I don't think anyone was concerned about their party affiliation. Everyone knew that it was important that we maintain an atmosphere of unity. Nobody was panicky. It was all matter-of-fact and concern about what we could do to reconvene. We were concerned about where our people were. The best things we had were our internal beeper system and our BlackBerrys.

Later in the day, when we felt confident that any threat to the Capitol had dissipated, we decided to return. We were helicoptered to the Capitol lawn. The whole idea behind gathering on the Capitol steps was to tell the country: "Here we are. We're at work." We broke out into song-"God Bless America." It was a pretty remarkable thing. People commented that they saw Maxine Waters and I hugging. That's not so rare. We're good friends. We just don't agree on anything.

Everything was very businesslike. I think something about the gravity of the situation just sobered us up.

Rep. Rosa DeLauro, D-Conn., 59

About 20 House Democrats from the leadership and the Appropriations Committee were meeting early that morning in Dick Gephardt's conference room in the Capitol. We were talking about the recession, and we Democrats were confident politically. When we had returned from the August break, the president's public approval numbers were around 50 percent. On a whole range of issues, he was on the defensive.
We had begun the discussion of our legislative strategy, when a staff person brought in a note to the leader. He opened it, and said that a plane had crashed into the World Trade Center. We were glued to the television set and saw the smoke. Then the second plane hit. People jumped out of their seats. People exclaimed, "My God!" They were aghast with the horror of it. Everyone dispersed and went back to their offices.

At the Rayburn Building, I gathered my staff and told them to go home. Not long after that, there were rumors of a plane coming to the Capitol. A Capitol policeman came to our office and told us to evacuate. With three of my aides, I was walking up Independence Avenue when we were told that there was a meeting of members at the Library of Congress. I got into a van there with a clutch of members that were going to the Capitol Police station. When I arrived, I called my husband, Stan, and our children, including my son-in-law who worked in the Sears Tower in Chicago. All the members were trying to cope with our professional obligations, plus our personal response. We tried to sort out family and friends. I know so many friends with kids in New York.

The police station was noisy and chaotic. Everybody wanted to go back to their office. But the police and sergeant at arms didn't feel that they could allow that, except for a brief visit late in the day to get some things. Some people were briefing us on what was going on. We felt the necessity of communicating with the American public that the government was standing tall and strong. We didn't yet have our mobile pagers and BlackBerrys, so it was hard to keep in touch.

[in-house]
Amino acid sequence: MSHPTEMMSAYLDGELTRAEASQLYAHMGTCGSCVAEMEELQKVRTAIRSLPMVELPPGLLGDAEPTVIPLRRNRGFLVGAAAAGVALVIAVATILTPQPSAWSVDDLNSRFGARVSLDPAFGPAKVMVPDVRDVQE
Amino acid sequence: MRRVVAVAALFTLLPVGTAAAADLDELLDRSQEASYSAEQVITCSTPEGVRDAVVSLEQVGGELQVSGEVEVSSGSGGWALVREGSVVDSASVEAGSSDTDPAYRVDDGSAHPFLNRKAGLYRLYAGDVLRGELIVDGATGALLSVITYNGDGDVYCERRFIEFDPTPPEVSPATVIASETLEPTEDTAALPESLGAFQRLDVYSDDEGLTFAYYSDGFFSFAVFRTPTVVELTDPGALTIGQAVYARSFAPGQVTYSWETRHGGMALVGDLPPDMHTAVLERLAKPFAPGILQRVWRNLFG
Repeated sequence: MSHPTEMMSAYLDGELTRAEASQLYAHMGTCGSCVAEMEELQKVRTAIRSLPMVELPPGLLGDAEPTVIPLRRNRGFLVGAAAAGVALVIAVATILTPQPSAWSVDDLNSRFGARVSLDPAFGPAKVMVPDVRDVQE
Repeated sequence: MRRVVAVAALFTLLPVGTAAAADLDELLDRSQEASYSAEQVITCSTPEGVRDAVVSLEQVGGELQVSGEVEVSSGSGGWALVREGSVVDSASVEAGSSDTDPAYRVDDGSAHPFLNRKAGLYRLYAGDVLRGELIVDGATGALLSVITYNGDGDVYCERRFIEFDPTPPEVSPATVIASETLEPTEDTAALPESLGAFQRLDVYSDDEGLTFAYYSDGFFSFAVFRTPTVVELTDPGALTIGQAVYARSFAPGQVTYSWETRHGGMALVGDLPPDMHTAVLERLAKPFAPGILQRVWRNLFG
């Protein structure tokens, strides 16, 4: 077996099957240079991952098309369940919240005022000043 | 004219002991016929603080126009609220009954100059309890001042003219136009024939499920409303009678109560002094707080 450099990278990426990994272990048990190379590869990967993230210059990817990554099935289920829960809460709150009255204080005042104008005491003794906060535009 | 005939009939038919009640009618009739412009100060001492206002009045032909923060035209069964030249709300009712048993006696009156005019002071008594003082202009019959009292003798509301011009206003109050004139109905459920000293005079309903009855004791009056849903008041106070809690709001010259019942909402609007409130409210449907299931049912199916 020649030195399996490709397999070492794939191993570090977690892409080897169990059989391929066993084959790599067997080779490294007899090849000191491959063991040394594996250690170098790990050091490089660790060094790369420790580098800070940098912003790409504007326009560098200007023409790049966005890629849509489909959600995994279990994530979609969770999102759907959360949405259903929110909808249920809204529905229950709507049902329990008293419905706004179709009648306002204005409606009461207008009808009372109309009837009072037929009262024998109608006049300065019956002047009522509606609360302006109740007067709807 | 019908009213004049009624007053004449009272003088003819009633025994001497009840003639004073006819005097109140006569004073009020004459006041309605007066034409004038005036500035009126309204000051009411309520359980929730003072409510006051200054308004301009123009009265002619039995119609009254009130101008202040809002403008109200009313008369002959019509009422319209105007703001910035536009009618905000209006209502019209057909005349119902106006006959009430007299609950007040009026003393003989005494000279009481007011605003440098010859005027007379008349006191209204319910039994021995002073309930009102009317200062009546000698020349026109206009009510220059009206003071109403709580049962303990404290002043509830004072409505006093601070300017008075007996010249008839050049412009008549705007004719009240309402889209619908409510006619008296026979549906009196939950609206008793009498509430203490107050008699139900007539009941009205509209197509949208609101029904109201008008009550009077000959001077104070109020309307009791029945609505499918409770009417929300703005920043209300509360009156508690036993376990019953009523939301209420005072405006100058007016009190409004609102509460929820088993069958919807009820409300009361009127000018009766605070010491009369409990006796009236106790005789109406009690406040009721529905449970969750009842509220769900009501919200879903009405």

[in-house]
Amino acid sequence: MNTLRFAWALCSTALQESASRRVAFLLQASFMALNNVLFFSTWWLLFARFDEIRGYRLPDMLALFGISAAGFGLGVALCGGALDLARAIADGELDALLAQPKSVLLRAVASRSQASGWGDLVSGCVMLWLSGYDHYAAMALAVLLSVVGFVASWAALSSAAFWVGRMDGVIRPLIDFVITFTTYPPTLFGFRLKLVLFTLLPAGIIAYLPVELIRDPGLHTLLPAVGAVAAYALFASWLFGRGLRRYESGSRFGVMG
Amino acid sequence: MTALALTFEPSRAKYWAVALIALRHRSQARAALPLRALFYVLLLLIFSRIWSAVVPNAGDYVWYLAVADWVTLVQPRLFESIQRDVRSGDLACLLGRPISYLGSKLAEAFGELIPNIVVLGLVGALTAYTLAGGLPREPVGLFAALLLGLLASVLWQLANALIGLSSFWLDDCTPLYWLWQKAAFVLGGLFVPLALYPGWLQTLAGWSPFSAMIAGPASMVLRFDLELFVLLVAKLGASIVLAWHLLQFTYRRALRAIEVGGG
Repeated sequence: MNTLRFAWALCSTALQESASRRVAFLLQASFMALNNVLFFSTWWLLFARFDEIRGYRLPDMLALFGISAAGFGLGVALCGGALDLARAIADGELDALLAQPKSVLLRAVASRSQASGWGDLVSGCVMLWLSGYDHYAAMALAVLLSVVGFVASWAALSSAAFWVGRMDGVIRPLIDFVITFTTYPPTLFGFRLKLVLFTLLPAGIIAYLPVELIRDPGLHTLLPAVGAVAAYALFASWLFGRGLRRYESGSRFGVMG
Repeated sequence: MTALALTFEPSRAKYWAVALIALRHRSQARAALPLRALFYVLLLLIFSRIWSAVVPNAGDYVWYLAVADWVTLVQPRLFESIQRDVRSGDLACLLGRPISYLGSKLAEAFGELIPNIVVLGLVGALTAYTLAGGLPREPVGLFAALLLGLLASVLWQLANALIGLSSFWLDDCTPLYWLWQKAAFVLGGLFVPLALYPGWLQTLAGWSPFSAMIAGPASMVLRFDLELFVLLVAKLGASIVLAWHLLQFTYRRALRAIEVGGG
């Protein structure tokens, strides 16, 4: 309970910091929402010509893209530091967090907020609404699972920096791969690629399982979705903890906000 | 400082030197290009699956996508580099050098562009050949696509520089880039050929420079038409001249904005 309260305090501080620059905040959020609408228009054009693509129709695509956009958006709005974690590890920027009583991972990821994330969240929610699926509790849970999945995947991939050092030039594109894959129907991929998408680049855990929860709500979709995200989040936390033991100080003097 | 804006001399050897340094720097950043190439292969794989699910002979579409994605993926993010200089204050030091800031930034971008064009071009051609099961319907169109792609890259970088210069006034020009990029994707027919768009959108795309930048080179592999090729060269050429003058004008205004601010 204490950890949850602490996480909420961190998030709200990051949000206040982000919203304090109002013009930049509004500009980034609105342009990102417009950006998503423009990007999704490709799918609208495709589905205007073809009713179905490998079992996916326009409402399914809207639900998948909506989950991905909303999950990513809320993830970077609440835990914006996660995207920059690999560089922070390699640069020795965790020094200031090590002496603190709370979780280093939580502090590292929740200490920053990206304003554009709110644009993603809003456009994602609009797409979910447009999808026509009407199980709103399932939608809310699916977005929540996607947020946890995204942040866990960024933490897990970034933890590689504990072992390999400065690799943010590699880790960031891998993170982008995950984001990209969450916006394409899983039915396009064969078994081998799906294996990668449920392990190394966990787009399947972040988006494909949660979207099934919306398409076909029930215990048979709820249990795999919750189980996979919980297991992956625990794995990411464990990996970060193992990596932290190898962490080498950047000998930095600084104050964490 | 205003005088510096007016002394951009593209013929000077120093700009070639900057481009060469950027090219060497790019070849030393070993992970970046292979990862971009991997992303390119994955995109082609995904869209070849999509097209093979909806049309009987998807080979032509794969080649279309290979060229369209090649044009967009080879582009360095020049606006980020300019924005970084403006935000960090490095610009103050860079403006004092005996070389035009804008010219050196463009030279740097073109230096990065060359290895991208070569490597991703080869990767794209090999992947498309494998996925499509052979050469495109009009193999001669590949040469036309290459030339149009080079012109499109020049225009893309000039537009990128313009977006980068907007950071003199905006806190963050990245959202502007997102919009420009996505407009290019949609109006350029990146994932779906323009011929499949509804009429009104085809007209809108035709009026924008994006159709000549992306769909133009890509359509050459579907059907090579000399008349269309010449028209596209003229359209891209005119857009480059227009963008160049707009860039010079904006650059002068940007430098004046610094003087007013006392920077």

Because there needed to be a public expression by members, we were told to be on the plaza of the Capitol at 7:00. I was asked to get members organized on the steps. The singing of "God Bless America" was not scripted. It was spontaneous and one of the most emotional actions of the day. It was important to tell the public that the United States would not be deterred, and that we were all together.

Neil G. Volz, 31
Former staff director
House Administration Committee

I had just gotten back from my honeymoon, so that morning I was in my office on the third floor of the Longworth Building, catching up. Right as the second plane hit, Chairman Ney walked in. And we instantly began a conversation: "Terrorists. Under attack. This is war."

A woman came in from our front office and said that Fred Hay, one of our counsels, was on 395 and he had just seen an American Airlines plane go into the Pentagon. At that moment, the chairman was on the phone with the Office of the Sergeant at Arms. And I remember the chairman hanging up the phone and saying, "That's enough for me. Let's get our people out of here." Our deputy staff director, Channing Nuss, came in and said, "I think we have a role to play here." And I told him, "You know, you're right." So I called the chairman and said, "We're not leaving."

We decided we were going to walk down to the Sergeant at Arms Office and see what we could do to help out, if anything. On our way, we saw the deputy sergeant at arms and some uniformed officers on the East Front of the Capitol, and we all decided it would be best for us to set up our operation at Capitol Police Headquarters.

Right then, we noticed the cops on the beat just go crazy. One of the police officers looked at us and said, "Plane, north of here, coming toward the Capitol or D.C. Get the hell out of here." So we sprint across the Capitol grounds. It was just sort of a weird feeling. It's half Hemingway novel, half Schwarzenegger movie, but totally real.